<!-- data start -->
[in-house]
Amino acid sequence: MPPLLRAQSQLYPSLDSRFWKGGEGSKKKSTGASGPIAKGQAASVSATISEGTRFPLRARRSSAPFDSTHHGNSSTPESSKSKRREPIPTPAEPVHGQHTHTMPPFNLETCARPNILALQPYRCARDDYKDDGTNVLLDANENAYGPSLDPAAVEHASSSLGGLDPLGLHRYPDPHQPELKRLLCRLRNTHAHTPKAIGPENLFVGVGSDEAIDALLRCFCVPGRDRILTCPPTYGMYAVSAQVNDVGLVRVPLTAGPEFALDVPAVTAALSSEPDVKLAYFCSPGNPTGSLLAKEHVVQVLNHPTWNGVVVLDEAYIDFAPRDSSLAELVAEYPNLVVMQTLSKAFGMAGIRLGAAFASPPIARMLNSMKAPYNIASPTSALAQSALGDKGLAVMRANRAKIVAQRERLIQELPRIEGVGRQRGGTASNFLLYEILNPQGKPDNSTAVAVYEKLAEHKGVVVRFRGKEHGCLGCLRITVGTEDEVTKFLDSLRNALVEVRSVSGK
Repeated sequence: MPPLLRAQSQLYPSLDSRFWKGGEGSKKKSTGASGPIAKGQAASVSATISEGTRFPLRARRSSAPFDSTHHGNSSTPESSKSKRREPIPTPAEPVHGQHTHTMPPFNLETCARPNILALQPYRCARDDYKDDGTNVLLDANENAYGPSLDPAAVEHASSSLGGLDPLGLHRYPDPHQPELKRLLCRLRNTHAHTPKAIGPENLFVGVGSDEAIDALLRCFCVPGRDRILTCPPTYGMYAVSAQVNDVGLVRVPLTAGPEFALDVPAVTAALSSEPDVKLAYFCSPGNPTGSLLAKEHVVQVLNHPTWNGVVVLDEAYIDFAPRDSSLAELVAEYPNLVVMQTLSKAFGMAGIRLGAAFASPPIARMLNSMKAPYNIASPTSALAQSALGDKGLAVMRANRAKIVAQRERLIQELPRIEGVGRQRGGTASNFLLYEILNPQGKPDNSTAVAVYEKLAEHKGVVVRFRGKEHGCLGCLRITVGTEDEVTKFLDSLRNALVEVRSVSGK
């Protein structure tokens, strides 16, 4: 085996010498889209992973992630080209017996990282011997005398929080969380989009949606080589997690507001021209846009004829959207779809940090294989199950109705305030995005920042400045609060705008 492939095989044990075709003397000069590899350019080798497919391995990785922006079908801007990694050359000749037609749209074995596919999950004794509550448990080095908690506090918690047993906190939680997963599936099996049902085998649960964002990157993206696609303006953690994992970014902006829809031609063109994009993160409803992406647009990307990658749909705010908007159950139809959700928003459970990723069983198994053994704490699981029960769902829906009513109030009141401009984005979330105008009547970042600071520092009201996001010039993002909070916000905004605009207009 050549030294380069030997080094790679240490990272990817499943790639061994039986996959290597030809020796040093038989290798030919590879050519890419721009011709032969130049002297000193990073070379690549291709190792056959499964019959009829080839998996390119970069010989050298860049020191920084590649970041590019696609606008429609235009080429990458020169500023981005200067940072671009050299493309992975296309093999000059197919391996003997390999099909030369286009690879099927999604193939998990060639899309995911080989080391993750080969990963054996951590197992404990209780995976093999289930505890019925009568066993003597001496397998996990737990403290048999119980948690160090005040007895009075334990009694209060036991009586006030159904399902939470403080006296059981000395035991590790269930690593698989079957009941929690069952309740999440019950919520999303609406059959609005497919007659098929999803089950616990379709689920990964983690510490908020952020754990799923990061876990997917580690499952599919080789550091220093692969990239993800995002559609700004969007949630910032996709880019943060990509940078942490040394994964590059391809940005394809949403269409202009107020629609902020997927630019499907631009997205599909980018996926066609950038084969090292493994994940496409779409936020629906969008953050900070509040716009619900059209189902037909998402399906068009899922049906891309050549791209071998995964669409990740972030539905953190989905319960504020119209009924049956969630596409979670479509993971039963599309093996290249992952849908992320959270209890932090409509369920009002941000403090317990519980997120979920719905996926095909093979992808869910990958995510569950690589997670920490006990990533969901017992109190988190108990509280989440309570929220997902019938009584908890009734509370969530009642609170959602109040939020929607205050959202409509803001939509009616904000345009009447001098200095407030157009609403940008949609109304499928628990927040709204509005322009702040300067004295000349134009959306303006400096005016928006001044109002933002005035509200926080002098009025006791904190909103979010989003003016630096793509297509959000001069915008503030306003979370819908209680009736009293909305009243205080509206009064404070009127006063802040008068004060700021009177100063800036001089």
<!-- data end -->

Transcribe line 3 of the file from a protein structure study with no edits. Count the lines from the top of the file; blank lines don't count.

Repeated sequence: MPPLLRAQSQLYPSLDSRFWKGGEGSKKKSTGASGPIAKGQAASVSATISEGTRFPLRARRSSAPFDSTHHGNSSTPESSKSKRREPIPTPAEPVHGQHTHTMPPFNLETCARPNILALQPYRCARDDYKDDGTNVLLDANENAYGPSLDPAAVEHASSSLGGLDPLGLHRYPDPHQPELKRLLCRLRNTHAHTPKAIGPENLFVGVGSDEAIDALLRCFCVPGRDRILTCPPTYGMYAVSAQVNDVGLVRVPLTAGPEFALDVPAVTAALSSEPDVKLAYFCSPGNPTGSLLAKEHVVQVLNHPTWNGVVVLDEAYIDFAPRDSSLAELVAEYPNLVVMQTLSKAFGMAGIRLGAAFASPPIARMLNSMKAPYNIASPTSALAQSALGDKGLAVMRANRAKIVAQRERLIQELPRIEGVGRQRGGTASNFLLYEILNPQGKPDNSTAVAVYEKLAEHKGVVVRFRGKEHGCLGCLRITVGTEDEVTKFLDSLRNALVEVRSVSGK